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Localized BCNU chemotherapy and the multimodal management of malignant glioma.

Posted on: 03/08/2009

Curr Med Res Opin. 2009 Jan;25(1):149-60. Related Articles

Localized BCNU chemotherapy and the multimodal management of malignant glioma.

La Rocca RV, Mehdorn HM.

Kentuckiana Cancer Institute, Louisville, KY 40202, USA.

BACKGROUND: Gliomas account for 42% of all primary CNS neoplasms and 77% of all malignant primary CNS neoplasms. Unfortunately the high-grade variant of gliomas, glioblastoma multiforme (GBM), is difficult to treat and generally considered incurable. Survival rates are generally poor, and neurological morbidity in the setting of disease progression is high. Fortunately, significant progress has been achieved in the past decade in our understanding of the molecular biology of this aggressive tumour histology and, as a consequence, there is renewed clinical trial activity in this area focused on improving quality of life, treatment-related morbidity and outcomes. METHODS: A review of literature from June 2005 to June 2008 was conducted on multimodal treatment of malignant glioma (MG) patients, using specific search criteria in Medline, EMBASE, and BIOSIS. Abstracts from relevant US and European medical (cancer) meetings were also evaluated. RESULTS: The established therapies for MG include surgery, radiotherapy (RT), and local or systemic chemotherapy. However, over the last 10 years only two chemotherapeutic agents have received regulatory approval for treatment of MG: polifeprosan 20 with carmustine (BCNU implant) and temozolomide (TMZ), an imidazotetrazine derivative of dacarbazine. More recent advances in the treatment of brain tumours have been in the development of multimodal approaches. Specific interest in the combination of BCNU implant and TMZ has arisen due to the demonstrable depletion by TMZ of the DNA repair enzyme responsible for resistance to a nitrosourea such as BCNU. Further interest in this combination stems from the observation that there is a difference in the time to peak effect for each agent. Additional emerging data suggest that multimodal therapy with maximal resection and BCNU implants, followed by adjuvant therapy with radiation and TMZ, is effective and well-tolerated in patients with initial high-grade, resectable MG. CONCLUSIONS: The increasing body of efficacy data suggests that this combination of BCNU implants and TMZ within a multimodal treatment strategy including surgery and RT may provide an enhanced benefit compared with the use of either of these agents alone in select patients with high-grade glioma.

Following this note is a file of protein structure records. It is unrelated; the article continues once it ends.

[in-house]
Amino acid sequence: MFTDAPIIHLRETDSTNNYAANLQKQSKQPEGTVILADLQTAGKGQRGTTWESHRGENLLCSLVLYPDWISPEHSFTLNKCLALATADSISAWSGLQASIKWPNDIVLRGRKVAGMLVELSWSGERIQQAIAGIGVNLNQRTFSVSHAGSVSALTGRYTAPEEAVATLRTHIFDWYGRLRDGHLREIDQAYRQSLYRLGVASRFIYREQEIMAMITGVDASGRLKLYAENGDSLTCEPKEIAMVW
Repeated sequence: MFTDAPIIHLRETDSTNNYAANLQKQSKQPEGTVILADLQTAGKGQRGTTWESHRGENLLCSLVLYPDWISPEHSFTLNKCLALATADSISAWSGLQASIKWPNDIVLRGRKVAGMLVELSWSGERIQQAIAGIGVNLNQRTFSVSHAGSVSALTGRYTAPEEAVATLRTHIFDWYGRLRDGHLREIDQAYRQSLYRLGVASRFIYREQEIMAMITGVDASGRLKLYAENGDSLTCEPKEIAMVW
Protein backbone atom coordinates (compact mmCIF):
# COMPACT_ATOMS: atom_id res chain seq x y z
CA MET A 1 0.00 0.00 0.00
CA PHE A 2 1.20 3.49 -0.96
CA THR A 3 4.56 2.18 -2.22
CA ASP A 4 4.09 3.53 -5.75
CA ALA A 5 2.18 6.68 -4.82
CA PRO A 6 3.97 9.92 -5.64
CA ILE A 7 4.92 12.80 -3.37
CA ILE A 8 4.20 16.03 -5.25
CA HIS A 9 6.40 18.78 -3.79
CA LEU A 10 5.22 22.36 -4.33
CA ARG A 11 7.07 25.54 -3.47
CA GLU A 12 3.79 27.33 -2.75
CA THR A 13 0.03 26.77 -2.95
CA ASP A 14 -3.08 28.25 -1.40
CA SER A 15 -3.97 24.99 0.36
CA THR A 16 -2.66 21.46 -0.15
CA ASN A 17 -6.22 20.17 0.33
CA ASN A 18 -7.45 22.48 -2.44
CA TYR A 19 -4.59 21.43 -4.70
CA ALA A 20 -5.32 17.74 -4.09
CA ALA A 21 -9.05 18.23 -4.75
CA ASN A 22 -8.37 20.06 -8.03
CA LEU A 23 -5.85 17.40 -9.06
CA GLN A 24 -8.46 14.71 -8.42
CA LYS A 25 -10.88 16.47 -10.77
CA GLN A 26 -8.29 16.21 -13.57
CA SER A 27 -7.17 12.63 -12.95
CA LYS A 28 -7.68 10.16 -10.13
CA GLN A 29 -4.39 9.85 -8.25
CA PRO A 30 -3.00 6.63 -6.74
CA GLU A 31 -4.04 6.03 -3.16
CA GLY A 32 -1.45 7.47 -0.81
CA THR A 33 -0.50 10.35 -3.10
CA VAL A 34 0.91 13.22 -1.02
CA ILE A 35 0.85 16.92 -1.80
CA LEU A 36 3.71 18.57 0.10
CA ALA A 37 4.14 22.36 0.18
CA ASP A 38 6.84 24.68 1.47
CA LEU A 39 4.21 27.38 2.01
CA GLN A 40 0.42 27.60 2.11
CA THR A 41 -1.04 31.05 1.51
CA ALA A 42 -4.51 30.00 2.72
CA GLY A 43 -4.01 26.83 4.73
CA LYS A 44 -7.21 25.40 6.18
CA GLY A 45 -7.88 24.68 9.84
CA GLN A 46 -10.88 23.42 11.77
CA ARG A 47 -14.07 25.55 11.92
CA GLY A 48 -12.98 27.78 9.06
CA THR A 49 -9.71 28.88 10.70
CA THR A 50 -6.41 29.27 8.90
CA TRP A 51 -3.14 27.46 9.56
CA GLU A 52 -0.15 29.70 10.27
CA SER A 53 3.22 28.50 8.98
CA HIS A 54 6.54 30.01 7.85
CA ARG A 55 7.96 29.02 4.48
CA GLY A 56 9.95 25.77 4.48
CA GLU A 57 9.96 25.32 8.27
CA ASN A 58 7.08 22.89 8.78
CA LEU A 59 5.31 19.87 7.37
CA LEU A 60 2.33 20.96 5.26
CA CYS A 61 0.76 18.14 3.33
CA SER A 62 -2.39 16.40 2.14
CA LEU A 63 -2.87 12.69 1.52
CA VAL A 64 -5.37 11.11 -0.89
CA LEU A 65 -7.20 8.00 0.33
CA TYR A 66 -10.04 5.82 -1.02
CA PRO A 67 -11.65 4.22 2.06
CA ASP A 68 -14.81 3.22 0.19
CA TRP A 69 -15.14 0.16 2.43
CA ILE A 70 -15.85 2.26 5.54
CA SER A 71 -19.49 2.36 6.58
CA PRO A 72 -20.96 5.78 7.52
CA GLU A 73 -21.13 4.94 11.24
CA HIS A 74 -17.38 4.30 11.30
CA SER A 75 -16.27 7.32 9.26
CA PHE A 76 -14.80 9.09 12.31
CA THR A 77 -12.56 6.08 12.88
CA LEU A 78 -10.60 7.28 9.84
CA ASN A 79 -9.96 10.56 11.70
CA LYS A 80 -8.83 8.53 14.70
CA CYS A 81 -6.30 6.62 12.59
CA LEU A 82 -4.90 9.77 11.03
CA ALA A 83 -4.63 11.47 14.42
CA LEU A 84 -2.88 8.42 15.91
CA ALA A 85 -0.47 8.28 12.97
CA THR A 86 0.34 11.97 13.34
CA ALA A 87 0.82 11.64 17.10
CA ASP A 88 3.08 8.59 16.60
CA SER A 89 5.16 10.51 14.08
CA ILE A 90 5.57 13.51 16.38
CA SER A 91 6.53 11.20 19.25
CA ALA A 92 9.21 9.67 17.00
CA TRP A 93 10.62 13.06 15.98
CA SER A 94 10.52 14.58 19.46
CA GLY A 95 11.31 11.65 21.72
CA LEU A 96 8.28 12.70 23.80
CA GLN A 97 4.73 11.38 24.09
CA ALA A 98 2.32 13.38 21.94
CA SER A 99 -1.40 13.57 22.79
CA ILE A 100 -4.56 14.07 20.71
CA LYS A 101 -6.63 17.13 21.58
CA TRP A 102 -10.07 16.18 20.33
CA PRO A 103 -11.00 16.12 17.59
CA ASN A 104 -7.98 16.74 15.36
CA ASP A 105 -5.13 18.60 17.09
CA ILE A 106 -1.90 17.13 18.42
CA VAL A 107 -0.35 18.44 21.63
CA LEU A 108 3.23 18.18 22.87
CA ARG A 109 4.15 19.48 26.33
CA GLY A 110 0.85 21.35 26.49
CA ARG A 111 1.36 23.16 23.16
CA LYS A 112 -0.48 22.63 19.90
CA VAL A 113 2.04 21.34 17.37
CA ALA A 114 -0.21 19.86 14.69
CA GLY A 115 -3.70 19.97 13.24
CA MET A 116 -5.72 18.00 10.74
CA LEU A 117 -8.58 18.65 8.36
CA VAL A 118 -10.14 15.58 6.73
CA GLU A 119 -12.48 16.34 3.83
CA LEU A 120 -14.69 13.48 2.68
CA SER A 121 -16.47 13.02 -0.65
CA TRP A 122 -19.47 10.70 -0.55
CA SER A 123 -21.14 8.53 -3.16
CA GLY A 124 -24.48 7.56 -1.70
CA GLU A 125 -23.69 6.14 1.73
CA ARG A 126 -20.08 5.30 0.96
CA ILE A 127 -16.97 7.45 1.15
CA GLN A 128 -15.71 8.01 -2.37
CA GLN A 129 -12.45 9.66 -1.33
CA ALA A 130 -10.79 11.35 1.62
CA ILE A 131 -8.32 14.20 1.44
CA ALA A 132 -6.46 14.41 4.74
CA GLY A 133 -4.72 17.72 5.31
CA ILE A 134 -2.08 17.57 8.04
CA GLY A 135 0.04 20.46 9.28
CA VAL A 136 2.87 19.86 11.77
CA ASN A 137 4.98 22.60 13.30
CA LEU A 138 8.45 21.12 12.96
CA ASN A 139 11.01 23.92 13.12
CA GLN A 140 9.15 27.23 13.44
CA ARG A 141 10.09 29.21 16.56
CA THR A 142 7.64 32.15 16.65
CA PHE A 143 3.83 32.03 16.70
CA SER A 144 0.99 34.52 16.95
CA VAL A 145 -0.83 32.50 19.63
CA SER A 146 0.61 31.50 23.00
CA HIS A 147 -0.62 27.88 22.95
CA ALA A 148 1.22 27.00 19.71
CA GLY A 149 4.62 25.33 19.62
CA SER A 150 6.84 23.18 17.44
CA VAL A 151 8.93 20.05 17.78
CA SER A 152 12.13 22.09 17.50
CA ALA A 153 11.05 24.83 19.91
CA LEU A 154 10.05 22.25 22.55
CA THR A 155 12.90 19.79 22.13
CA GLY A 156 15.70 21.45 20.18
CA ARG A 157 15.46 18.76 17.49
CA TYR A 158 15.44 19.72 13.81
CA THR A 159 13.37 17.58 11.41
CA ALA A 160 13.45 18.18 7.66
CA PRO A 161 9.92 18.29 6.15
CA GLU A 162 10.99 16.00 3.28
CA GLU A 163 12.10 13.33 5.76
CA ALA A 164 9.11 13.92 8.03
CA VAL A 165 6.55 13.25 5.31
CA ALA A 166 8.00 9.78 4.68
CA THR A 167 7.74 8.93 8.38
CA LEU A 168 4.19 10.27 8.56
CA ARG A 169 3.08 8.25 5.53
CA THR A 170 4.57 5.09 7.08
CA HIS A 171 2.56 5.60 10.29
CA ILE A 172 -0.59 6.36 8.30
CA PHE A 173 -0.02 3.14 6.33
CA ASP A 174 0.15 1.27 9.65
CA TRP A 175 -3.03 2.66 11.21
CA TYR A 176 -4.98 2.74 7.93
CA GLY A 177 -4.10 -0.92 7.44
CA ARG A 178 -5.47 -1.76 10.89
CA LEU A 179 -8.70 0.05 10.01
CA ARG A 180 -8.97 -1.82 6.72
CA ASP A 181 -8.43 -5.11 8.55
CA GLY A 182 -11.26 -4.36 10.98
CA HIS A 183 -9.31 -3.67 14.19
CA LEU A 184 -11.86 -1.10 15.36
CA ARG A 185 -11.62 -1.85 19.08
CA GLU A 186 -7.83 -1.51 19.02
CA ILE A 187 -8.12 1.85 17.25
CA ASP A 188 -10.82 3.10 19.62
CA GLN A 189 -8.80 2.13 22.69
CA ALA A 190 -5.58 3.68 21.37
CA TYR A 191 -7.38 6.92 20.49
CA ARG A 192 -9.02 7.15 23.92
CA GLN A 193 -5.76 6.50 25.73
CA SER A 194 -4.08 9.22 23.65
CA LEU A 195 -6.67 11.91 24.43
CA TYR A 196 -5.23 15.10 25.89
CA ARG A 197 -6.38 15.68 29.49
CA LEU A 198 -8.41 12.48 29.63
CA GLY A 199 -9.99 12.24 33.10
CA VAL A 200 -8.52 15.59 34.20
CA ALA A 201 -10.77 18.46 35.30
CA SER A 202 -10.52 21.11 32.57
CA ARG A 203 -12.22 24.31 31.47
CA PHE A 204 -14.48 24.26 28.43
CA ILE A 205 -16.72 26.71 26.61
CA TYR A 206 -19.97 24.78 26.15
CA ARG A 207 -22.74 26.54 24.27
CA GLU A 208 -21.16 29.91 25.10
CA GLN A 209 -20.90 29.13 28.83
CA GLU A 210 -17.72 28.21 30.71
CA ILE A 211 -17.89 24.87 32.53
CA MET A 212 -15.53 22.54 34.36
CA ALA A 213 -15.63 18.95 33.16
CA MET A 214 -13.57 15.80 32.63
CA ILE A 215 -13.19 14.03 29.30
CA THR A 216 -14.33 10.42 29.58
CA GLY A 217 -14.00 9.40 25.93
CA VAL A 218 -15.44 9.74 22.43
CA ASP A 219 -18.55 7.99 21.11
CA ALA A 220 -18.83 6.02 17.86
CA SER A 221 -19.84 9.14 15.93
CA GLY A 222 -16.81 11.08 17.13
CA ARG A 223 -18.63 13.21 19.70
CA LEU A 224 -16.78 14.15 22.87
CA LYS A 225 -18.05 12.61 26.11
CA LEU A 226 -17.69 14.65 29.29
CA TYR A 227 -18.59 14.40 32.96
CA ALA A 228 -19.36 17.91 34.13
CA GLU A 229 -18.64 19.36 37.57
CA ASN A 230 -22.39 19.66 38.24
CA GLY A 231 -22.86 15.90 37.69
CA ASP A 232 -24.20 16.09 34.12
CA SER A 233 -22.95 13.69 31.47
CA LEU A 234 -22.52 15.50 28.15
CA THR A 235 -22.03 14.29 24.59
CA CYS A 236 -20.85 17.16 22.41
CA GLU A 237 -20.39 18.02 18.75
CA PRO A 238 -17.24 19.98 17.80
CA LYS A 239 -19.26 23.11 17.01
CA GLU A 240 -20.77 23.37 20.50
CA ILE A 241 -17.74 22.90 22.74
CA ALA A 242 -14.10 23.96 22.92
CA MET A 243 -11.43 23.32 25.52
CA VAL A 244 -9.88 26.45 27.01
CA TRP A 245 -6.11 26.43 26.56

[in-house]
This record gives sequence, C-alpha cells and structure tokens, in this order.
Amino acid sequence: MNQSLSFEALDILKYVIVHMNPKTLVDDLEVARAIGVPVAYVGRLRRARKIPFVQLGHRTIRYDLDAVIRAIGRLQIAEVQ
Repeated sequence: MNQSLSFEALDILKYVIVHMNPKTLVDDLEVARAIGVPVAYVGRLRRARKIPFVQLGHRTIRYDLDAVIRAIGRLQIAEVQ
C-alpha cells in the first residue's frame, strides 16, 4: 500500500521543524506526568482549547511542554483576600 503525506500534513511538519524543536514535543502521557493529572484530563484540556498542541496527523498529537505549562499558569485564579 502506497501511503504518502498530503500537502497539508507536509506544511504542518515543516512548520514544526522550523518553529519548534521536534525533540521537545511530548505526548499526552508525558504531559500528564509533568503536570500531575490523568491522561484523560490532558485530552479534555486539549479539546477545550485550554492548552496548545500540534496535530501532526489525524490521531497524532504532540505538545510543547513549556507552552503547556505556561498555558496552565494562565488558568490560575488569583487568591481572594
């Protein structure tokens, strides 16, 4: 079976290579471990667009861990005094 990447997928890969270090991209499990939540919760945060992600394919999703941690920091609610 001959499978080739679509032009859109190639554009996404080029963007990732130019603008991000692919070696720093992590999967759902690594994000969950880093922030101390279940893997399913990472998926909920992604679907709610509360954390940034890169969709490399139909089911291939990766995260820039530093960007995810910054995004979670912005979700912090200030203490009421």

Publication Types:
Research Support, Non-U.S. Gov't

PMID: 19210148 [PubMed - in process]

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